The Auburn Faculty leading this project are: Brenda V. Ortiz, Associate Professor and Extension Precision Agriculture Specialist (, Puneet Srivastava, Director of the Water Resources Center (, and Jasmeet  Lamba, Assistant Professor in the Biosystem Engineering Department (

Through a federal appropriation secured by Congressman Robert Aderholt, $8 million is available to eligible farmers in certain watersheds to install new irrigation systems on land that is not currently irrigated. Under current federal programs, farmers and landowners are limited to improving existing systems. It is the first time in many years that funds will be available for new irrigated acres. 

The funding is available on a cost-share basis through the Alabama Agricultural and Conservation Development Commission, a program run by the Alabama Soil & Water Conservation Committee. Farmers will apply at their local Conservation District office (locate yours here) and the Commission will rank the applications to determine eligibility. In this first year of funding, applicants with an existing water source will receive highest priority. All criteria for eligibility and the cost-share rate have not yet been finalized. A sign-up is expected in early 2019.

For additional information, contact Dr. William Puckett (, Executive Director of the Alabama Soil and Water Conservation Committee. 

Success of the growing season starts on the front end with planting.  Seed costs continue to increase so peak performance of the planter is critical to maximize the yield potential of every seed.  The Alabama Precision Ag Team has been hard at work getting our planters and technology prepped for the upcoming season.  Our focus has been ensuring planting depth is correct while not placing too much down force on the gauge wheels to induce side wall compaction or compaction in general around the seed.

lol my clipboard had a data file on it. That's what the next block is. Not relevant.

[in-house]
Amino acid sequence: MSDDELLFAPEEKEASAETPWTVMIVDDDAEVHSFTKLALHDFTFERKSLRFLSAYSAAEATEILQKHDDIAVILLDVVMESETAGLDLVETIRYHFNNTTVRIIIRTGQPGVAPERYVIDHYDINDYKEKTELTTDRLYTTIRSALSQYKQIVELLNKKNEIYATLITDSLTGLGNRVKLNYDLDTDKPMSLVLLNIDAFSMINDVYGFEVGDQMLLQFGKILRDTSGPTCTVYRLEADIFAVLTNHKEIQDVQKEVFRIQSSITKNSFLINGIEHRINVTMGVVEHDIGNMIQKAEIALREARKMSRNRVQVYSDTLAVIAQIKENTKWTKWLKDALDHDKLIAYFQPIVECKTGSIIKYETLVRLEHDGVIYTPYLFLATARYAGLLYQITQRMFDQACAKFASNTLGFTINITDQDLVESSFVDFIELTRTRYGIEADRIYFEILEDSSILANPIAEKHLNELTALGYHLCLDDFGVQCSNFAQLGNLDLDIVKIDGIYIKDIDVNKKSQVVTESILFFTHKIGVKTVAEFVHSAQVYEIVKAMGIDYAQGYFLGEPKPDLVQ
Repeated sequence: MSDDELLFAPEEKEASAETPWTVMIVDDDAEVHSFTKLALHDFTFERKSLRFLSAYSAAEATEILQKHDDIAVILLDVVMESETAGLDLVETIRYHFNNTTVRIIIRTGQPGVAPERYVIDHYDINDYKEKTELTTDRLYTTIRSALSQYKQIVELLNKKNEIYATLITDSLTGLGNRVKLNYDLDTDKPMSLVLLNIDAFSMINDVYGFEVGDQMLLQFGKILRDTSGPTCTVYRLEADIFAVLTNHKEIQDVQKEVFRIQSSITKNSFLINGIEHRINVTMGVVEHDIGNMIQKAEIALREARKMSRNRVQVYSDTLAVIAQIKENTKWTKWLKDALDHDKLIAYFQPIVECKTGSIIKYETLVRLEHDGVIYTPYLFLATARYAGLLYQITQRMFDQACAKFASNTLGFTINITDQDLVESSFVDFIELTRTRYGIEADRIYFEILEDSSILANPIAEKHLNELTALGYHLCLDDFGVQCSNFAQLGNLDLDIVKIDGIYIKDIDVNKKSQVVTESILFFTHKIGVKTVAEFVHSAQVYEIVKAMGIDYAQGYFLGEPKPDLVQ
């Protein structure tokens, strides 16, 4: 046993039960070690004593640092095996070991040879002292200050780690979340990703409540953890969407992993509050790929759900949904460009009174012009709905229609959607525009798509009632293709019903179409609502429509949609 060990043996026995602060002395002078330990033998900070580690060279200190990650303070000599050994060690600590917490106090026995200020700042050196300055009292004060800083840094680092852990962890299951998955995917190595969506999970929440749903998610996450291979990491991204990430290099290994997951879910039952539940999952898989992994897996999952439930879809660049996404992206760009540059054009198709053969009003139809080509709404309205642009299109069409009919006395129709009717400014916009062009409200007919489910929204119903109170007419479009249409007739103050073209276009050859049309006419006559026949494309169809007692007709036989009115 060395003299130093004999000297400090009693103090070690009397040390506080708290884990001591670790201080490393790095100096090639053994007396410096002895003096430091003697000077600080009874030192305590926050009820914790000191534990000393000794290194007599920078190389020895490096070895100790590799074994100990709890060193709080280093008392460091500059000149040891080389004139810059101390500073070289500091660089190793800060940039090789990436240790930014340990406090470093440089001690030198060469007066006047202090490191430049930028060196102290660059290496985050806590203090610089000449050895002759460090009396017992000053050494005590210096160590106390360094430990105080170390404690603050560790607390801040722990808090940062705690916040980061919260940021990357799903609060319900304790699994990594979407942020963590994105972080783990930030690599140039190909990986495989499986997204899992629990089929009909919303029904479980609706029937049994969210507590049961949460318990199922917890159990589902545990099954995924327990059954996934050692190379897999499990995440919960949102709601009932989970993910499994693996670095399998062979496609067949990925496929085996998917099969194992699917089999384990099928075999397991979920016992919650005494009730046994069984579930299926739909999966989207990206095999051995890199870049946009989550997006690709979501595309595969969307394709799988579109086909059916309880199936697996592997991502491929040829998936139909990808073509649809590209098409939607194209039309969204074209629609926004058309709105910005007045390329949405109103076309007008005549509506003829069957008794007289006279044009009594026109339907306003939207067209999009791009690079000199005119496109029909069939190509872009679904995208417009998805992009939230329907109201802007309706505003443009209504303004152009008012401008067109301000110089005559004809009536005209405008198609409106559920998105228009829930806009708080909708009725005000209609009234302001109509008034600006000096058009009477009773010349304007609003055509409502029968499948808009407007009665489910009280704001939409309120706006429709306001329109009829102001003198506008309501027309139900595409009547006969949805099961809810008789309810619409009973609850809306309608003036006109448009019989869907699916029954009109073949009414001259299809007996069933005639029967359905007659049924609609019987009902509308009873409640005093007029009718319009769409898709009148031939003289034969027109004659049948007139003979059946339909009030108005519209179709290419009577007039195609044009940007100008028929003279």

There are plenty of check points and setup features to look over on your planter.  Below are two videos which cover basic tips for setting up your planter.  Beyond the points mentioned in these videos, here is advice from our Precision Ag Team on how to improve planting:

  1. Check the wear on the gauge wheel stops.  We found some rows to be 1/4 to 1/2 inch different in depth due to difference in wear; easy check and quick fix.

Gauge Wheel Stop2

  1. Place each meter unit on a test stand – 99.5% or higher singulation should be the goal on the test stand.
  2. Calibrate planters with hydraulic drives – follow the operator’s manual but use pans or buckets under each row to determine if the displayed target rate in the cab matches what is actually metered by row.
  3. Invest in a quality planter display with row-by-row feedback – one of the best technology investments.  One can ensure the performance of every row and that target rates are being met from day 1 through the entire planting season.

We collected 2013 farm data in corn fields which highlighted room for improvement in planter performance.  Results can be seen on our Facebook page:  Just take some time before heading to the field to make sure your planter will perform to your expectations.  There is no room for error today considering your seed investment.

AgriGold Agronomist John Brien via Ohio Ag Net & OCJ
Beck’s Hybrid Agronomist Jason Webster via Beck’s Hybrids